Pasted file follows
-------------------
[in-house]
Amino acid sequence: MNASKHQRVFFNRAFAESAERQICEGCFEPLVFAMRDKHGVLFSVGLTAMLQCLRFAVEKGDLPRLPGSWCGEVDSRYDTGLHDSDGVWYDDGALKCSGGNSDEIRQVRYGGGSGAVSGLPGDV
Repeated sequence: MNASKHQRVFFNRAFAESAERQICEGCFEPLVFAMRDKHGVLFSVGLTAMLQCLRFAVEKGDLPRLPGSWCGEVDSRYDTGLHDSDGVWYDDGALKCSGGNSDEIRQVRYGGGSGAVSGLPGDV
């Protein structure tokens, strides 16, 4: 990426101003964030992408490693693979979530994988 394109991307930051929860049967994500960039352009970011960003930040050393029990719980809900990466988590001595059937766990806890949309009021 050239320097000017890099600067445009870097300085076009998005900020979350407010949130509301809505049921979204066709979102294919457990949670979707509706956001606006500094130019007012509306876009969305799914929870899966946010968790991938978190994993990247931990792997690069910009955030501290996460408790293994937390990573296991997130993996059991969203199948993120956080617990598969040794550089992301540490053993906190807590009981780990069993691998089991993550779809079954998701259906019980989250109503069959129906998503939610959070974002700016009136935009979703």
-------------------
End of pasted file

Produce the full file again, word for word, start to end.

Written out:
[in-house]
Amino acid sequence: MNASKHQRVFFNRAFAESAERQICEGCFEPLVFAMRDKHGVLFSVGLTAMLQCLRFAVEKGDLPRLPGSWCGEVDSRYDTGLHDSDGVWYDDGALKCSGGNSDEIRQVRYGGGSGAVSGLPGDV
Repeated sequence: MNASKHQRVFFNRAFAESAERQICEGCFEPLVFAMRDKHGVLFSVGLTAMLQCLRFAVEKGDLPRLPGSWCGEVDSRYDTGLHDSDGVWYDDGALKCSGGNSDEIRQVRYGGGSGAVSGLPGDV
């Protein structure tokens, strides 16, 4: 990426101003964030992408490693693979979530994988 394109991307930051929860049967994500960039352009970011960003930040050393029990719980809900990466988590001595059937766990806890949309009021 050239320097000017890099600067445009870097300085076009998005900020979350407010949130509301809505049921979204066709979102294919457990949670979707509706956001606006500094130019007012509306876009969305799914929870899966946010968790991938978190994993990247931990792997690069910009955030501290996460408790293994937390990573296991997130993996059991969203199948993120956080617990598969040794550089992301540490053993906190807590009981780990069993691998089991993550779809079954998701259906019980989250109503069959129906998503939610959070974002700016009136935009979703």